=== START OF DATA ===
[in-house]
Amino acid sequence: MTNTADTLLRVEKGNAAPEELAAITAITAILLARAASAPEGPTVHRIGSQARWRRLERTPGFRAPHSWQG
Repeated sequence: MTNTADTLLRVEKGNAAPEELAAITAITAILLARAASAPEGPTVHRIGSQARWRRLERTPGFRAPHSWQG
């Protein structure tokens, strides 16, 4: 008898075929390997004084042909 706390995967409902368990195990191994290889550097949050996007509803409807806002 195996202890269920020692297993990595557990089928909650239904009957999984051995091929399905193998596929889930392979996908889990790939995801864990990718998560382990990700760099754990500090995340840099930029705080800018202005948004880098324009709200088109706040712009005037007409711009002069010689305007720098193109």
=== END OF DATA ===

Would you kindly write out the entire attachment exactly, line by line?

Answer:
[in-house]
Amino acid sequence: MTNTADTLLRVEKGNAAPEELAAITAITAILLARAASAPEGPTVHRIGSQARWRRLERTPGFRAPHSWQG
Repeated sequence: MTNTADTLLRVEKGNAAPEELAAITAITAILLARAASAPEGPTVHRIGSQARWRRLERTPGFRAPHSWQG
């Protein structure tokens, strides 16, 4: 008898075929390997004084042909 706390995967409902368990195990191994290889550097949050996007509803409807806002 195996202890269920020692297993990595557990089928909650239904009957999984051995091929399905193998596929889930392979996908889990790939995801864990990718998560382990990700760099754990500090995340840099930029705080800018202005948004880098324009709200088109706040712009005037007409711009002069010689305007720098193109």